And so on. A bunch of paradoxes that add up to, motherhood is just another one of those life circumstances that allow you to simultaneously exist on both ends of the same spectrum. And what's even more fun is, you don't notice you're doing it until you think about it. A bit like a bumblebee in flight: we're not built for it and it's technically impossible, but as long as we don't stop to think about the mechanics, we get through it just fine.

So, there's that. But, because I don't feel like stopping and you can't make me, I do have another way of thinking about this all. (What? Shut up! I don't always twist discussions around for just one more perspective. I do not! Hey! You, there, in the back. Yes, you. I saw you rolling your eyes. Can it.)

Because, okay, then, I can't define a Real Mom with any level of intellectual satisfaction. Let's try defining a Fake Mom. Somehow that's easier.
  • Fake Moms love and like their children 100% of every day. They never resent the constant demands on their time, money and emotional energy, and they don't miss a thing about their life before children.

  • Fake Moms have never felt ambivalent about whether it's really a good idea to be bringing another child into the family. Especially not at the first meeting, the loudest tantrum, the walk toward the kindergarten classroom or the wave as the child heads down the aisle or into the back of the police cruiser.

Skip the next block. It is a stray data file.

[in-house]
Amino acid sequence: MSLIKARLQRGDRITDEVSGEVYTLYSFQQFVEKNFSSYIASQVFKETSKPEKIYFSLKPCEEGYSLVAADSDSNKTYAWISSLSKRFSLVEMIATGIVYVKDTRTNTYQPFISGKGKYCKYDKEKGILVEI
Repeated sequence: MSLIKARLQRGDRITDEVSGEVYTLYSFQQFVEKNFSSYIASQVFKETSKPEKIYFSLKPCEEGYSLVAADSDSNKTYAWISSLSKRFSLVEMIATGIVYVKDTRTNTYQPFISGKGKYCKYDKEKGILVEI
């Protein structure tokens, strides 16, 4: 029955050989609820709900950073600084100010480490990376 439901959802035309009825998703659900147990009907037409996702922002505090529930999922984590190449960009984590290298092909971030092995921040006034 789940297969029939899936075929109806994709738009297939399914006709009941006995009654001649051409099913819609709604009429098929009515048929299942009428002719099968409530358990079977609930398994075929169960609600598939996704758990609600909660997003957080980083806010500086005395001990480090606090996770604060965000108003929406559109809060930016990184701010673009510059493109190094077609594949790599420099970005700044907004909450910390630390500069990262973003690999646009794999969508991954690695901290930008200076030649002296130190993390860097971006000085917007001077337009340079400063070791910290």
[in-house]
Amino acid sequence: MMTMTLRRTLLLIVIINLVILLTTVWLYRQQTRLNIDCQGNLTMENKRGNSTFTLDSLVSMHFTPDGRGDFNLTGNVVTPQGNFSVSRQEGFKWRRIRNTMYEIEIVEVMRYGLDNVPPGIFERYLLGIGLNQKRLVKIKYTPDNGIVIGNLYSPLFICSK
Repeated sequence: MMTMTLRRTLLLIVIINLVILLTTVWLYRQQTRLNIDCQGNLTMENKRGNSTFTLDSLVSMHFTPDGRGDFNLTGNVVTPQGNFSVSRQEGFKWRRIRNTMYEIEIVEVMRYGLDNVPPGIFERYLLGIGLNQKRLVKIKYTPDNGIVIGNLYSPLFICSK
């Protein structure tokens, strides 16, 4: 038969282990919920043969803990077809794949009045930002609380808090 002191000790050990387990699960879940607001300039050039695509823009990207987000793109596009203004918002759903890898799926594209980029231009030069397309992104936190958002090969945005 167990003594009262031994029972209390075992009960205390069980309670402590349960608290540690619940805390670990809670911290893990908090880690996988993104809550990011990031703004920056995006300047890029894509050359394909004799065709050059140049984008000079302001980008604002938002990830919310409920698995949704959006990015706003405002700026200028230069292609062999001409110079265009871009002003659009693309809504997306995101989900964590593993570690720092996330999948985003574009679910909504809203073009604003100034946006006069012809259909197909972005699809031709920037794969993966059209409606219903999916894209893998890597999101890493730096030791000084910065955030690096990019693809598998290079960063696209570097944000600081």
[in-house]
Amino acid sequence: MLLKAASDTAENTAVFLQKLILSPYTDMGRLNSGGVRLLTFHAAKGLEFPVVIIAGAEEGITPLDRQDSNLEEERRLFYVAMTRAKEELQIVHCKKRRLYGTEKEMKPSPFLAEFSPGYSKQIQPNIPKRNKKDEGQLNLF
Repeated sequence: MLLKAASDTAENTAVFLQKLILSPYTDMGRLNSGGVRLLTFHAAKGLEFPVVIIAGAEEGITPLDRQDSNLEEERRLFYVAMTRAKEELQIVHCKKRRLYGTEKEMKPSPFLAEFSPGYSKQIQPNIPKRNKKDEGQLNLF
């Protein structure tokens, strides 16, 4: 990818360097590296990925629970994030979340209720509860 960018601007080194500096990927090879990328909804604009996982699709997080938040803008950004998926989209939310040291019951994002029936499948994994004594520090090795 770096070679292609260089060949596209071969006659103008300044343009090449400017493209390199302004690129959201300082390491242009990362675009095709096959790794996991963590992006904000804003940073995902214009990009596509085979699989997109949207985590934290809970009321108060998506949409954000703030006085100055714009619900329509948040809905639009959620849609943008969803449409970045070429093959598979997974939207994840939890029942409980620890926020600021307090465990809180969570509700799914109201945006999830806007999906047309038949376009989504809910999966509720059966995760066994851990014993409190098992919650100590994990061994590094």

• Fake Moms don't have guilt. They accept their own limitations (which are, to be true, merely theoretical, because a Fake Mom has never actually reached a limit) and they placidly and gracefully set boundaries and accept failures, large and small.

  • Fake Moms don't pass gas. And they have cute, perky, braless breasts. Through their 80s.

  • Fake Moms actively enjoy children's media. Always, without exception, and without a longing glance toward their own premotherhood choices. And they never, ever put the child off for "five more minutes while I finish what I'm doing."

  • Fake Moms know there is a single, right way to do everything.

  • And they do it.

There. Phew. That was work. Let's see... how about Nisa, Mel, Melissa, Sara, Bob and Jordanna? What's a Real Mom? Any idea? Clearly I'm just casting about randomly here without a clue of my own. And no fair wussing out just because you've never been anyone's legal guardian; just as I am able to recognize a drunken horny frat boy from a few feet away, so too do you not have to be one to know one.